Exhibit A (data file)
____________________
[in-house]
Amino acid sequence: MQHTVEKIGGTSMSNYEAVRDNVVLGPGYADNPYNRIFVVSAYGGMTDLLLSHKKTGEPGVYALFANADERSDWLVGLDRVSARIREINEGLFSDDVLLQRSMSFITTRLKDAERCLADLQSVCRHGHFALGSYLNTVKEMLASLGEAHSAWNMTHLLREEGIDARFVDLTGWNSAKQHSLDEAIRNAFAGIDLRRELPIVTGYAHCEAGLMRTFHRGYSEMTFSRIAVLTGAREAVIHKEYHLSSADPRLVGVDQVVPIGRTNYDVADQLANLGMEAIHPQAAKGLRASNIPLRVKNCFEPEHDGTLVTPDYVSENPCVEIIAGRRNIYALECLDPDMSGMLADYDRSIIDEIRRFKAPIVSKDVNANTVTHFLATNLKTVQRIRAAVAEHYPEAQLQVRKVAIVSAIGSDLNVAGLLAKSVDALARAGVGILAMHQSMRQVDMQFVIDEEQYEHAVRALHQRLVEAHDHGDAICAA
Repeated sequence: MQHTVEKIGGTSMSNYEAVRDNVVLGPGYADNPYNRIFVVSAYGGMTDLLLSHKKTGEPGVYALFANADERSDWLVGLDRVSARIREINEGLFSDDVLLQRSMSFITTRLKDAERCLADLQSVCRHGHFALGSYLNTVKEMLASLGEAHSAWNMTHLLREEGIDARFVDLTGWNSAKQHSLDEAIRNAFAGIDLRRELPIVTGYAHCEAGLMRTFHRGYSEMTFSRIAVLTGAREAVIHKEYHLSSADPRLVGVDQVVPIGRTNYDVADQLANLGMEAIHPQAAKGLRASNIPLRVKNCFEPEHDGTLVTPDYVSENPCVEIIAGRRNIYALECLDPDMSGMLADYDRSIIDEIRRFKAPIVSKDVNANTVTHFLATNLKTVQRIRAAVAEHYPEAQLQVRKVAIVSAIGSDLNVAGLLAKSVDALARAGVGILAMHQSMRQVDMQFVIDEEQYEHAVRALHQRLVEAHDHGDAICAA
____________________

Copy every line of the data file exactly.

[in-house]
Amino acid sequence: MQHTVEKIGGTSMSNYEAVRDNVVLGPGYADNPYNRIFVVSAYGGMTDLLLSHKKTGEPGVYALFANADERSDWLVGLDRVSARIREINEGLFSDDVLLQRSMSFITTRLKDAERCLADLQSVCRHGHFALGSYLNTVKEMLASLGEAHSAWNMTHLLREEGIDARFVDLTGWNSAKQHSLDEAIRNAFAGIDLRRELPIVTGYAHCEAGLMRTFHRGYSEMTFSRIAVLTGAREAVIHKEYHLSSADPRLVGVDQVVPIGRTNYDVADQLANLGMEAIHPQAAKGLRASNIPLRVKNCFEPEHDGTLVTPDYVSENPCVEIIAGRRNIYALECLDPDMSGMLADYDRSIIDEIRRFKAPIVSKDVNANTVTHFLATNLKTVQRIRAAVAEHYPEAQLQVRKVAIVSAIGSDLNVAGLLAKSVDALARAGVGILAMHQSMRQVDMQFVIDEEQYEHAVRALHQRLVEAHDHGDAICAA
Repeated sequence: MQHTVEKIGGTSMSNYEAVRDNVVLGPGYADNPYNRIFVVSAYGGMTDLLLSHKKTGEPGVYALFANADERSDWLVGLDRVSARIREINEGLFSDDVLLQRSMSFITTRLKDAERCLADLQSVCRHGHFALGSYLNTVKEMLASLGEAHSAWNMTHLLREEGIDARFVDLTGWNSAKQHSLDEAIRNAFAGIDLRRELPIVTGYAHCEAGLMRTFHRGYSEMTFSRIAVLTGAREAVIHKEYHLSSADPRLVGVDQVVPIGRTNYDVADQLANLGMEAIHPQAAKGLRASNIPLRVKNCFEPEHDGTLVTPDYVSENPCVEIIAGRRNIYALECLDPDMSGMLADYDRSIIDEIRRFKAPIVSKDVNANTVTHFLATNLKTVQRIRAAVAEHYPEAQLQVRKVAIVSAIGSDLNVAGLLAKSVDALARAGVGILAMHQSMRQVDMQFVIDEEQYEHAVRALHQRLVEAHDHGDAICAA